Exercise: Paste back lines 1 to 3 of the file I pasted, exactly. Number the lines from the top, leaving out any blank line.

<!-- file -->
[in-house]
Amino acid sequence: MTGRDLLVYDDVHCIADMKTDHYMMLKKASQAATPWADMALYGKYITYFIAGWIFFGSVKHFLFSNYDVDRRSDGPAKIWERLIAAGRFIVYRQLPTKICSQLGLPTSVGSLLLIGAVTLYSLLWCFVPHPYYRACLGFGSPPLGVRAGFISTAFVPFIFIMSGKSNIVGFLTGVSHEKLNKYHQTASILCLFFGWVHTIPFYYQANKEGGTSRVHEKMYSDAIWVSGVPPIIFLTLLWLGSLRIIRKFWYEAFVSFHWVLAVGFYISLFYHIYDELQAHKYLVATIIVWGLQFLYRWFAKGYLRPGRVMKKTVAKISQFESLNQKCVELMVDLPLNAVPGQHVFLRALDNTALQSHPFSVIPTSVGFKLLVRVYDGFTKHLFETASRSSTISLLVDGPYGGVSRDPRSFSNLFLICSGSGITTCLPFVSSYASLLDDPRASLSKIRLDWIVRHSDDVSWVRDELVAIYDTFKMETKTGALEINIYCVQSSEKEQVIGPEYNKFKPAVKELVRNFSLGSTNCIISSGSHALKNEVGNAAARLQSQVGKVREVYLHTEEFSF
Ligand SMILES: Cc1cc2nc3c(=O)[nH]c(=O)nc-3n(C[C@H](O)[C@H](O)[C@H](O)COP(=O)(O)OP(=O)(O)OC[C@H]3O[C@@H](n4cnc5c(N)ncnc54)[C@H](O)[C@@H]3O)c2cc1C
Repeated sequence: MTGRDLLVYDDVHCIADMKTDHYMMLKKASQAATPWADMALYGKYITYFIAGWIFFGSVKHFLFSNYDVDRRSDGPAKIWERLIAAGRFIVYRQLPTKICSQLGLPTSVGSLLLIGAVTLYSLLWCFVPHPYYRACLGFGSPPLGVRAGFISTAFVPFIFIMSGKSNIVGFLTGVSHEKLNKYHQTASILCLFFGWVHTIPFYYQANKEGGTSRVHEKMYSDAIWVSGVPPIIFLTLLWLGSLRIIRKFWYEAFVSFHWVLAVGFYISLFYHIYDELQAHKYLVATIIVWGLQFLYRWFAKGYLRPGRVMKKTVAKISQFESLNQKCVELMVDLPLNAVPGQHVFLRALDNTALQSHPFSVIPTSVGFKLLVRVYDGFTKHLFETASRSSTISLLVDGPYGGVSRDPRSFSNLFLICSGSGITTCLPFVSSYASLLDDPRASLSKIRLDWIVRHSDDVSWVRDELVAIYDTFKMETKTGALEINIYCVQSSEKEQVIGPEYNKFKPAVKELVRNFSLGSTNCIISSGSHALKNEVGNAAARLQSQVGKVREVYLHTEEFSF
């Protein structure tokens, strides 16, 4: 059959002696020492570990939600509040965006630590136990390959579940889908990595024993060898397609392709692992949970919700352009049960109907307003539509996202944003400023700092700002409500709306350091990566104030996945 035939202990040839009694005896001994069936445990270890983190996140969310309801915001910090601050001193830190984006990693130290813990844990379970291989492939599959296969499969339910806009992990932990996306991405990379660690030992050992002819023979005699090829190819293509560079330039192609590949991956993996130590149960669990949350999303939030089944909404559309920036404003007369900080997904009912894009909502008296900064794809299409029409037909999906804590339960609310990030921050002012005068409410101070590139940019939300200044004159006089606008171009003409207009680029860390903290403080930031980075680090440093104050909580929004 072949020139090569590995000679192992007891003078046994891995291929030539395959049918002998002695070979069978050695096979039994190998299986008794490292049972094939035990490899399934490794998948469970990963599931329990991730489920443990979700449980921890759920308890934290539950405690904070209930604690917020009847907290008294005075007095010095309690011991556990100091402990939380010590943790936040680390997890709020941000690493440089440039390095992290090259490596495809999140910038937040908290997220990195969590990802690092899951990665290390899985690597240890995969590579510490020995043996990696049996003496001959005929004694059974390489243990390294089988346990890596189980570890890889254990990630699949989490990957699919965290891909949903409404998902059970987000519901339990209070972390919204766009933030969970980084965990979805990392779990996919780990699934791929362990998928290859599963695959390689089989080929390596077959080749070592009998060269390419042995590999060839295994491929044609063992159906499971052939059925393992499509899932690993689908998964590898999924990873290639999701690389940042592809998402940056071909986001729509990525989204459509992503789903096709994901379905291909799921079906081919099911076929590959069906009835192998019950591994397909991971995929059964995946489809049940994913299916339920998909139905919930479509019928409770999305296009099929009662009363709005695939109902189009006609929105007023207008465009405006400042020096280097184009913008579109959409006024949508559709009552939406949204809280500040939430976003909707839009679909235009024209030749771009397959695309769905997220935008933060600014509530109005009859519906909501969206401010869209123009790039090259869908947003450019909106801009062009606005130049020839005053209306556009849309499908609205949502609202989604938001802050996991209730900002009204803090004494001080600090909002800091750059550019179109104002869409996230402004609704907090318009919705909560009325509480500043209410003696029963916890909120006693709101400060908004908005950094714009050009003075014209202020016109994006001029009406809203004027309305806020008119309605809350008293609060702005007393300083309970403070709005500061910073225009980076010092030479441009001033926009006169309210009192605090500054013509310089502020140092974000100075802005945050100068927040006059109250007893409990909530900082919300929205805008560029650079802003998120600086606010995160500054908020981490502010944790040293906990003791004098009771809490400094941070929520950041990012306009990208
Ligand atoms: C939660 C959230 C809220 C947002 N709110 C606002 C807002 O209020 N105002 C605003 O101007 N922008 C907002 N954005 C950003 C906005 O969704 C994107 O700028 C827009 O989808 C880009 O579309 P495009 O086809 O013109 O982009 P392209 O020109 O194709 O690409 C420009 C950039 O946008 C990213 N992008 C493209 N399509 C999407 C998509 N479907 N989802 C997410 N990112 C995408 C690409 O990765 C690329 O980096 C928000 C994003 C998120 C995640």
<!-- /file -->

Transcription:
[in-house]
Amino acid sequence: MTGRDLLVYDDVHCIADMKTDHYMMLKKASQAATPWADMALYGKYITYFIAGWIFFGSVKHFLFSNYDVDRRSDGPAKIWERLIAAGRFIVYRQLPTKICSQLGLPTSVGSLLLIGAVTLYSLLWCFVPHPYYRACLGFGSPPLGVRAGFISTAFVPFIFIMSGKSNIVGFLTGVSHEKLNKYHQTASILCLFFGWVHTIPFYYQANKEGGTSRVHEKMYSDAIWVSGVPPIIFLTLLWLGSLRIIRKFWYEAFVSFHWVLAVGFYISLFYHIYDELQAHKYLVATIIVWGLQFLYRWFAKGYLRPGRVMKKTVAKISQFESLNQKCVELMVDLPLNAVPGQHVFLRALDNTALQSHPFSVIPTSVGFKLLVRVYDGFTKHLFETASRSSTISLLVDGPYGGVSRDPRSFSNLFLICSGSGITTCLPFVSSYASLLDDPRASLSKIRLDWIVRHSDDVSWVRDELVAIYDTFKMETKTGALEINIYCVQSSEKEQVIGPEYNKFKPAVKELVRNFSLGSTNCIISSGSHALKNEVGNAAARLQSQVGKVREVYLHTEEFSF
Ligand SMILES: Cc1cc2nc3c(=O)[nH]c(=O)nc-3n(C[C@H](O)[C@H](O)[C@H](O)COP(=O)(O)OP(=O)(O)OC[C@H]3O[C@@H](n4cnc5c(N)ncnc54)[C@H](O)[C@@H]3O)c2cc1C